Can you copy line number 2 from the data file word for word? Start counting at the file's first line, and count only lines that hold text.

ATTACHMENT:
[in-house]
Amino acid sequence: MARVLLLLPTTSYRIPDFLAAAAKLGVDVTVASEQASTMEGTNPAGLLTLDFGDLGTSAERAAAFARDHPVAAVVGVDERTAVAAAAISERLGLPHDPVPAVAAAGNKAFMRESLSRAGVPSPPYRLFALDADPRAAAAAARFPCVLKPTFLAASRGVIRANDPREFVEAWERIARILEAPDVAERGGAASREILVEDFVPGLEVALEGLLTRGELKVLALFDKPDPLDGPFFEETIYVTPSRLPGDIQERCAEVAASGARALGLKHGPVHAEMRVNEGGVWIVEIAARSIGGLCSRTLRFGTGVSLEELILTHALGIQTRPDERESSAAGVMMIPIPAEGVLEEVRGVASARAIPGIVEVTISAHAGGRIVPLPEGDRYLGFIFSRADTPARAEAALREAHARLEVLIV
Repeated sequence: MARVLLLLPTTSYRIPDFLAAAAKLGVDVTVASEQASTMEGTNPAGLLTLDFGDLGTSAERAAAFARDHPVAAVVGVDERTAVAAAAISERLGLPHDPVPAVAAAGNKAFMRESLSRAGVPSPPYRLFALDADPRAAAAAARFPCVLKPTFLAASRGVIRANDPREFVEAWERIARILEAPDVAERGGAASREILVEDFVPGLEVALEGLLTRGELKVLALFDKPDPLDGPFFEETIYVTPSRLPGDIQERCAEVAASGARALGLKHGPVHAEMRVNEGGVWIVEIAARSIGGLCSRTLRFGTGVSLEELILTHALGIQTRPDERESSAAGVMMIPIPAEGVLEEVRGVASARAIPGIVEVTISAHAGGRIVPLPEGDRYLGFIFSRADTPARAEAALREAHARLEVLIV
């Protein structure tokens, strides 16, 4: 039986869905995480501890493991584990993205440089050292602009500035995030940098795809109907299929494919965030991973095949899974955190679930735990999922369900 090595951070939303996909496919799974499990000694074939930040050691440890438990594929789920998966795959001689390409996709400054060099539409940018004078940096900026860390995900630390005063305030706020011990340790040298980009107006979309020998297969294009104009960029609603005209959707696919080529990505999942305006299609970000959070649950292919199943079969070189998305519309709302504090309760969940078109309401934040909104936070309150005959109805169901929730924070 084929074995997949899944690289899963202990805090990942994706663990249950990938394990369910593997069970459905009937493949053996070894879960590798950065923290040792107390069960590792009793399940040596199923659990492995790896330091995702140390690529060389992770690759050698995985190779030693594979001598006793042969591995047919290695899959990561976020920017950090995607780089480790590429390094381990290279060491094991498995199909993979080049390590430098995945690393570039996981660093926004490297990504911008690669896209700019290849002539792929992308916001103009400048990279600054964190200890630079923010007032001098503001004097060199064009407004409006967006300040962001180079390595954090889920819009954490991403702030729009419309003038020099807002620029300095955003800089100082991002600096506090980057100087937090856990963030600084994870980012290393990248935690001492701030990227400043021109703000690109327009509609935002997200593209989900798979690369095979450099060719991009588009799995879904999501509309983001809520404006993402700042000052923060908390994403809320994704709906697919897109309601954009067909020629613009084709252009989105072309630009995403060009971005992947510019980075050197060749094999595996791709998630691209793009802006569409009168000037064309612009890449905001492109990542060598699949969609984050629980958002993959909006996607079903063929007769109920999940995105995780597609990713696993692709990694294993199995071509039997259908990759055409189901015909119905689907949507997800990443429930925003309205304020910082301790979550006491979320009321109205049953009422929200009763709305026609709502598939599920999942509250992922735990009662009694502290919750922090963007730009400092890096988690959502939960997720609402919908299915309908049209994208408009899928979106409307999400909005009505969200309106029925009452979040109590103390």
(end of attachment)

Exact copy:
Amino acid sequence: MARVLLLLPTTSYRIPDFLAAAAKLGVDVTVASEQASTMEGTNPAGLLTLDFGDLGTSAERAAAFARDHPVAAVVGVDERTAVAAAAISERLGLPHDPVPAVAAAGNKAFMRESLSRAGVPSPPYRLFALDADPRAAAAAARFPCVLKPTFLAASRGVIRANDPREFVEAWERIARILEAPDVAERGGAASREILVEDFVPGLEVALEGLLTRGELKVLALFDKPDPLDGPFFEETIYVTPSRLPGDIQERCAEVAASGARALGLKHGPVHAEMRVNEGGVWIVEIAARSIGGLCSRTLRFGTGVSLEELILTHALGIQTRPDERESSAAGVMMIPIPAEGVLEEVRGVASARAIPGIVEVTISAHAGGRIVPLPEGDRYLGFIFSRADTPARAEAALREAHARLEVLIV